Microsoft launches ‘Students to Business’ career program

New portal connects skills with employers

Microsoft Australia has launched its Students to Business (S2B) program to link students and graduate job seekers with local IT career opportunities.

Through the S2B program, universities and training providers can work together with local companies to provide students with internship and graduate employment opportunities.

The S2B portal will match qualified job candidates with open positions.

Local Microsoft partner Readify announced it will join the S2B program.

Readify CEO Graeme Strange said the company has focused on attracting and retaining the industry’s top talent and is excited about partnering with Microsoft on S2B as it gives greater access to graduate talent, but also the ability to “shape the careers of the IT industry’s future thought leaders”.

Microsoft Australia sees the program as also helping to alleviate the widely-reported skills shortage in the local ICT sector.

Microsoft’s developer evangelism manager, Roger Lawrence, said the S2B program is “the next chapter” in Microsoft Australia’s efforts to address the challenge of skills shortages.

“The S2B portal is a direct link between graduates and unique entry level and internship positions. Students have the opportunity to gain valuable work experience and businesses can tap into a fresh pool of up and comers,” Lawrence said.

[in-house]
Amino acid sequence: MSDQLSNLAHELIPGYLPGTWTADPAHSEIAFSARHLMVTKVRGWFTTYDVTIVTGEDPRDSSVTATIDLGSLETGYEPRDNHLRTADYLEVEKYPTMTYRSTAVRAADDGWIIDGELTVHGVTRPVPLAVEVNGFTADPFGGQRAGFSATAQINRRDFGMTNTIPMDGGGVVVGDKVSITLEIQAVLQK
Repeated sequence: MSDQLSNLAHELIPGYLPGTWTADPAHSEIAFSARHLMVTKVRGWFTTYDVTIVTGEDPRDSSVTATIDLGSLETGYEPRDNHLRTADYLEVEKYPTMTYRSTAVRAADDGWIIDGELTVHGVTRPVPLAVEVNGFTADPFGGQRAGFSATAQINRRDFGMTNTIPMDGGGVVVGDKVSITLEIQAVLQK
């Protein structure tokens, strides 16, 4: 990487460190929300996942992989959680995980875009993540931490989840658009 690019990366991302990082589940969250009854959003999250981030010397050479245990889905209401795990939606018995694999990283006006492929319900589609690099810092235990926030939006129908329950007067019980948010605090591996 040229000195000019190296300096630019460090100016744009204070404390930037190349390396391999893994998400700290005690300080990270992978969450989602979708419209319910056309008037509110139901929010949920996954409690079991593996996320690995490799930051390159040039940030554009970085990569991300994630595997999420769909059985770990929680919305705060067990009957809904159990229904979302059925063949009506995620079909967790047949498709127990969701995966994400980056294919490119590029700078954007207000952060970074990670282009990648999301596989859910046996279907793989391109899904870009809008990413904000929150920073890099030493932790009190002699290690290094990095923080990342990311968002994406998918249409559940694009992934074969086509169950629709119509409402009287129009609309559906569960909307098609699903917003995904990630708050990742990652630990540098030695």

The S2B program will allow students to upload their CVs to the S2B portal and profile their skills and experience, and Microsoft partners and customers can post jobs and internships.

Industry can then search published student resumes and profiles containing “Microsoft competencies and certifications” and view recommendations identified through propriety data matching capabilities and receive and manage applications.

The S2B site will focus on technical jobs first, but the program may be expanded to include sales and marketing roles in the ICT sector, according to Microsoft.

The S2B program was first piloted by Microsoft in Italy and has since been rolled out in 28 countries.

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Rodney Gedda

Techworld Australia

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